|Title||Effects of nitrate application on Amaranthus powellii Wats. II. Stomatal response to vapor pressure difference is consistent with optimization of stomatal conductance|
|Publication Type||Journal Article|
|Year of Publication||1985|
|Authors||E. Jr. RHunt, Weber JA, Gates DM|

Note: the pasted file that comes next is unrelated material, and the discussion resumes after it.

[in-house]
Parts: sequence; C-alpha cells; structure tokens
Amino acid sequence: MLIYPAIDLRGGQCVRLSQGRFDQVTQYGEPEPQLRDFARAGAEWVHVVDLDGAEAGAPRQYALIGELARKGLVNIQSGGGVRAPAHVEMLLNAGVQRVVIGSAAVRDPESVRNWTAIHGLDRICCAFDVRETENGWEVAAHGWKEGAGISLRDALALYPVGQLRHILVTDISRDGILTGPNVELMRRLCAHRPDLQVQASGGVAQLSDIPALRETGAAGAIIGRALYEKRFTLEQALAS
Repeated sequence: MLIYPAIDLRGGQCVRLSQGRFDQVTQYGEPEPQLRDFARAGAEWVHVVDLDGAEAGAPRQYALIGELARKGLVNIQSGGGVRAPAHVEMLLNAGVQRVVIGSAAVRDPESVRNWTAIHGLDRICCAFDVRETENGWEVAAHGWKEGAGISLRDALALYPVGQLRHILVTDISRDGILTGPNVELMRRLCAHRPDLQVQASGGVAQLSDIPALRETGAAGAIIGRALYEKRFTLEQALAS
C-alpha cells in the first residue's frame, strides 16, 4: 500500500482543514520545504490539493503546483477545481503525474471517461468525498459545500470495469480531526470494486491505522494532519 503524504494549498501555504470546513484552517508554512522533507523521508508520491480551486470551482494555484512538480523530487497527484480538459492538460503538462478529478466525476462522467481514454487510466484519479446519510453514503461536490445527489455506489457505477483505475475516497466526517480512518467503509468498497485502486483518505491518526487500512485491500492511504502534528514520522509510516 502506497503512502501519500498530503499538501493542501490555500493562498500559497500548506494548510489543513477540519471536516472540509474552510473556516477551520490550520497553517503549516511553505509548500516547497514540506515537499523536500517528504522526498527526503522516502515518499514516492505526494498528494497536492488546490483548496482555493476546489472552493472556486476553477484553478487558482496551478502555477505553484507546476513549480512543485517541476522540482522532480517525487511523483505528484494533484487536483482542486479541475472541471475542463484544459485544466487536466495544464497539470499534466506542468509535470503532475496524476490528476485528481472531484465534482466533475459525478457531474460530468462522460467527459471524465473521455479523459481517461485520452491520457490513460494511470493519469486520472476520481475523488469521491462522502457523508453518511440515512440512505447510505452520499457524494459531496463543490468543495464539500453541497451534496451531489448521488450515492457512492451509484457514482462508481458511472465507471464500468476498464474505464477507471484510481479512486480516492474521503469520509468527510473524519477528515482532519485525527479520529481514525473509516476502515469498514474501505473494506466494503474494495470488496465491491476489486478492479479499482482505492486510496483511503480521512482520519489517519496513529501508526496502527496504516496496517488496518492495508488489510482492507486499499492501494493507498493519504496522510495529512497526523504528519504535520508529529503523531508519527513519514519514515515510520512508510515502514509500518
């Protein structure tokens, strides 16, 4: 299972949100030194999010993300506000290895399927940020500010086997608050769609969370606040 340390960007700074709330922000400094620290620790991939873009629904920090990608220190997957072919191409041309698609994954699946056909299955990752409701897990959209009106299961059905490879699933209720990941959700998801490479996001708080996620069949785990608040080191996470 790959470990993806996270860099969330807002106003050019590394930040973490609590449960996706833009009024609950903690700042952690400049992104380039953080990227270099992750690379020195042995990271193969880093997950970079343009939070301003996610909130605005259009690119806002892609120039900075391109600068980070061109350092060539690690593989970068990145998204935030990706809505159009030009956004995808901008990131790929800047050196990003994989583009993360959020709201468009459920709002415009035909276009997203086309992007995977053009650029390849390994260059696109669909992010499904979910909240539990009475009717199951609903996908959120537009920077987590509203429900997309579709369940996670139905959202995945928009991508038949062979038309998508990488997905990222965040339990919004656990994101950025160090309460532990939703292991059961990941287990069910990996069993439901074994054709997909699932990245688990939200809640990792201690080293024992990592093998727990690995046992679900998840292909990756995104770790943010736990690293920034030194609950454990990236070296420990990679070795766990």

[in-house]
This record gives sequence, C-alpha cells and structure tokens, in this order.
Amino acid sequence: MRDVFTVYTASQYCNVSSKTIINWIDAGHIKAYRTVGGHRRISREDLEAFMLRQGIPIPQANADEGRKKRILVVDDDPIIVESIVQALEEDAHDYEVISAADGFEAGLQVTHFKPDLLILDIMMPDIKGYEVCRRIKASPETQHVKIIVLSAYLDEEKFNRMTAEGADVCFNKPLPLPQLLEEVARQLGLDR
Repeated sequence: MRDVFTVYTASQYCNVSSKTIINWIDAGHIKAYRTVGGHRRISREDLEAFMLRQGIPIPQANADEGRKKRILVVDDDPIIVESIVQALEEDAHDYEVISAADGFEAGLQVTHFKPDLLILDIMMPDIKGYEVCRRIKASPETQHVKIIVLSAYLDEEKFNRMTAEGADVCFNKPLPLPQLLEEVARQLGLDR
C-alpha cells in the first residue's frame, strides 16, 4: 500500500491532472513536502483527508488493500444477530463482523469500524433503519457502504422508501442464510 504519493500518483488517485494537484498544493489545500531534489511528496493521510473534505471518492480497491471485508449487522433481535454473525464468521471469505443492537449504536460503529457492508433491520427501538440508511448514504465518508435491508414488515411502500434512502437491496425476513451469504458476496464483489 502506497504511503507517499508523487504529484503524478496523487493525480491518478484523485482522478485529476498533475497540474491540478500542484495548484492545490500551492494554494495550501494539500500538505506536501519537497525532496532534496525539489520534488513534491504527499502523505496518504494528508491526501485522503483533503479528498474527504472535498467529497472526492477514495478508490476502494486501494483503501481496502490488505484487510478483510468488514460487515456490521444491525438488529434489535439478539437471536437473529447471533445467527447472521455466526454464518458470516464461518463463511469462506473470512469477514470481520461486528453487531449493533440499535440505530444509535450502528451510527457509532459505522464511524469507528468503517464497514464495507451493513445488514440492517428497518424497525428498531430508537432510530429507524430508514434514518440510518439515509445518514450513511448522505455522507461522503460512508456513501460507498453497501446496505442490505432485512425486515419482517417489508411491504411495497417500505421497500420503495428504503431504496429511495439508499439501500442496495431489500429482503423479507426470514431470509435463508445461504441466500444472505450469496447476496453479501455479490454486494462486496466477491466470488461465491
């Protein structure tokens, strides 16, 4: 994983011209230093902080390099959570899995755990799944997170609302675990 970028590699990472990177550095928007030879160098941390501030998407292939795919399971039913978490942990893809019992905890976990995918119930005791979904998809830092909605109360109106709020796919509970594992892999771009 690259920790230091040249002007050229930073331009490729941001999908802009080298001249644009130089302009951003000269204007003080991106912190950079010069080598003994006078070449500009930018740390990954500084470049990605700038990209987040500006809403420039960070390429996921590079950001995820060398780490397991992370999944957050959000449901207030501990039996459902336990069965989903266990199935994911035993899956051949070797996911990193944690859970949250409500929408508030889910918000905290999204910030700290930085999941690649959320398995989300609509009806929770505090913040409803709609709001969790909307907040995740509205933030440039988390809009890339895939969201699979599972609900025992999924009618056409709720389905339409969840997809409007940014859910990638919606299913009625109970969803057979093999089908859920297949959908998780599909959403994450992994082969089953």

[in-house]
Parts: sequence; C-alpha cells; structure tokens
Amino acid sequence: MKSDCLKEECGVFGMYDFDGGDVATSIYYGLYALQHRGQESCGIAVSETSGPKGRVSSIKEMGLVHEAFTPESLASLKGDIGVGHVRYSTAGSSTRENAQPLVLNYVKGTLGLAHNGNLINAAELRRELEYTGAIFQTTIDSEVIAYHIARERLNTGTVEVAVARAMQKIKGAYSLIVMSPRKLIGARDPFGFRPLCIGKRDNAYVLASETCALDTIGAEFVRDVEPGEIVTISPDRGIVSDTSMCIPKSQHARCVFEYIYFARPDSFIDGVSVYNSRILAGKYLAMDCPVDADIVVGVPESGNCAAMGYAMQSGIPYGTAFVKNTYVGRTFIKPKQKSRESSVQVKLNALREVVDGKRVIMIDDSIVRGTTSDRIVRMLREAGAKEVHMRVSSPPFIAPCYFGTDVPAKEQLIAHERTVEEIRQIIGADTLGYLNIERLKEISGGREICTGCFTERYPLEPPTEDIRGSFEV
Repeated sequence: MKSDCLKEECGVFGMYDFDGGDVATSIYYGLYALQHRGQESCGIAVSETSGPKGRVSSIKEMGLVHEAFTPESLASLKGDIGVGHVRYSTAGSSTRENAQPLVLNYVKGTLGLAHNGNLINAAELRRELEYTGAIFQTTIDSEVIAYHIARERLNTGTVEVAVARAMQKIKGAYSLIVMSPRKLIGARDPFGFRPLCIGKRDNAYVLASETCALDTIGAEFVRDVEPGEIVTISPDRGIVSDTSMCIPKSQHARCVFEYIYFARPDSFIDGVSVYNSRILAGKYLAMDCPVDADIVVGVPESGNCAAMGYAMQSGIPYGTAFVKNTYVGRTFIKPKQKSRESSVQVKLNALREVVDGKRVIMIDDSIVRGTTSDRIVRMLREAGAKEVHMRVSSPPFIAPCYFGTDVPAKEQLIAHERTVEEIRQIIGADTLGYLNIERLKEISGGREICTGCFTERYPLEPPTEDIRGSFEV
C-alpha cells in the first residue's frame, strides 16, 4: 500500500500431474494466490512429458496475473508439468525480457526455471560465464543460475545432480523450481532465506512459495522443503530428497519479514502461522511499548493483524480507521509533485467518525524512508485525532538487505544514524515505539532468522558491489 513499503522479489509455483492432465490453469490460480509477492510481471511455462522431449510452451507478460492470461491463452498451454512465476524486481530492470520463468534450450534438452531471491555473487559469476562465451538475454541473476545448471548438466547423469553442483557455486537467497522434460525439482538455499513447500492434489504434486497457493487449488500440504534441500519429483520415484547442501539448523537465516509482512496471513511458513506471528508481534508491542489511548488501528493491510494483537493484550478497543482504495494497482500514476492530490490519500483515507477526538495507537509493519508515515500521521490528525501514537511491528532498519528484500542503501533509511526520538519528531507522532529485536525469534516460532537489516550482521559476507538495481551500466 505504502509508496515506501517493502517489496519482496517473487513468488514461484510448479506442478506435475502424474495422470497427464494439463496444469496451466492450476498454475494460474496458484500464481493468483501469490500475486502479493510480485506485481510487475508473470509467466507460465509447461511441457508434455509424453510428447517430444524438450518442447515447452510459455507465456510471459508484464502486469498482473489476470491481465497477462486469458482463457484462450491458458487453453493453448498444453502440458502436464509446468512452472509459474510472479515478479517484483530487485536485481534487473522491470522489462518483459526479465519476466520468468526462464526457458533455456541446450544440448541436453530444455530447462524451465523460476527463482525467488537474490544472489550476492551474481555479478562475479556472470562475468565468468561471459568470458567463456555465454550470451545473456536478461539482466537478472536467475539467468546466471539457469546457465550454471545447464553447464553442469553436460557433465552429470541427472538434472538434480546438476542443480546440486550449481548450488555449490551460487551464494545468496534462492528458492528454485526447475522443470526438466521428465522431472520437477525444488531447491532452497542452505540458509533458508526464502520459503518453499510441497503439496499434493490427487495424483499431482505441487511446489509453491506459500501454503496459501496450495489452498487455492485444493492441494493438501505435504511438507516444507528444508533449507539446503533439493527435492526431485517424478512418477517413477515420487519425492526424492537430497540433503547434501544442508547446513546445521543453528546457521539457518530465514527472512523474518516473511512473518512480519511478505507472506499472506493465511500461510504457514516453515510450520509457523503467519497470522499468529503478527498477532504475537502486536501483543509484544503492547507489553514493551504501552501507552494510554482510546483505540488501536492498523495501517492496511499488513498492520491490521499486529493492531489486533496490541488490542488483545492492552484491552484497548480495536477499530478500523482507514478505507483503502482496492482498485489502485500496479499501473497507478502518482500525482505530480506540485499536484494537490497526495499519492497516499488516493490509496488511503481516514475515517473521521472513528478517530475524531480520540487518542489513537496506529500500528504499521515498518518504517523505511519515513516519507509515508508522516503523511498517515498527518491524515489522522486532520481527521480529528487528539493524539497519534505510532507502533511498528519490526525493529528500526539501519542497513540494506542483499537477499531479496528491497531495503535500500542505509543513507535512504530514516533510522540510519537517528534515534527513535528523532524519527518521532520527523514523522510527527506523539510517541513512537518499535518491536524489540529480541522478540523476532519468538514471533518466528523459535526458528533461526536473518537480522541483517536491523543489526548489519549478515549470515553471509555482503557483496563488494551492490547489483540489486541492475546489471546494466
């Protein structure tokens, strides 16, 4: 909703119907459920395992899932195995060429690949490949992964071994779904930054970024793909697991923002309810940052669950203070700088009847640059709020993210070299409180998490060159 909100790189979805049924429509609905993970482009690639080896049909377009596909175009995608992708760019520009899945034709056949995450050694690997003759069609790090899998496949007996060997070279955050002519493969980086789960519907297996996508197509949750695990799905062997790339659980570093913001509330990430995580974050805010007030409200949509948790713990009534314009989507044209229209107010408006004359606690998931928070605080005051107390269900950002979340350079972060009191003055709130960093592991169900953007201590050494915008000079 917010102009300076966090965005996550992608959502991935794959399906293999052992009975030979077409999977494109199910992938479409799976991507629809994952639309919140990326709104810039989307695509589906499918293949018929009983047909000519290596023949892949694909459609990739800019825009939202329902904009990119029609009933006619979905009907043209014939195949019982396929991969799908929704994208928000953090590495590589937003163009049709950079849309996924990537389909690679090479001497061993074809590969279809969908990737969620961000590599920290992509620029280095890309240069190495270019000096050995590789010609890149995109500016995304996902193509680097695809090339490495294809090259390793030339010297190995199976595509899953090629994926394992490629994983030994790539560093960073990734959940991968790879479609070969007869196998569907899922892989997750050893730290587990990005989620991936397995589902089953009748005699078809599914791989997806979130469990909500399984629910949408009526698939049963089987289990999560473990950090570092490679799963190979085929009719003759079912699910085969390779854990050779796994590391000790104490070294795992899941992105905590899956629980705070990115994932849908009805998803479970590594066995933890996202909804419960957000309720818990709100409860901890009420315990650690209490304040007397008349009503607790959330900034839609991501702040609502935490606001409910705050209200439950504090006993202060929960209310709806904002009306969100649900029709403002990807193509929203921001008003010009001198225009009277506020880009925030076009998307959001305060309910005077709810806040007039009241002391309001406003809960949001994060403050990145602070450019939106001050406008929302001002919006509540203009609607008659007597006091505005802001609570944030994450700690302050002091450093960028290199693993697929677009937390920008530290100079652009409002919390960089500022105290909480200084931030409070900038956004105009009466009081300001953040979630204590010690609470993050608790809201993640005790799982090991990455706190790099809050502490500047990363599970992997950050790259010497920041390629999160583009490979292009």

The hypothesis of optimal stomatal conductance predicts conductance should vary with changes of the vapor pressure difference between leaf and air (VPD) to keep the partial derivative of transpiration rate (E) with respect to assimilation rate (A) constant. Stomatal conductance of Amaranthus powellii Wats. decreased strongly with increasing VPD for leaves with high total leaf nitrogen concentrations: whereas, it decreased slightly with increasing VPD for leaves with low leaf nitrogen concentrations. The calculated value was constant for leaves with high leaf nitrogen concentrations but was not constant for leaves with low leaf nitrogen concentrations. However, the predicted values of stomatal conductance, transpiration rate, and assimilation rate for a constant = 220 moles H2O/mole CO2 and the measured values fit the y=x line for all nitrate treatments. These data extend the experimental support for the optimal water use efficiency hypothesis for a C4 plant grown under different nitrate concentrations.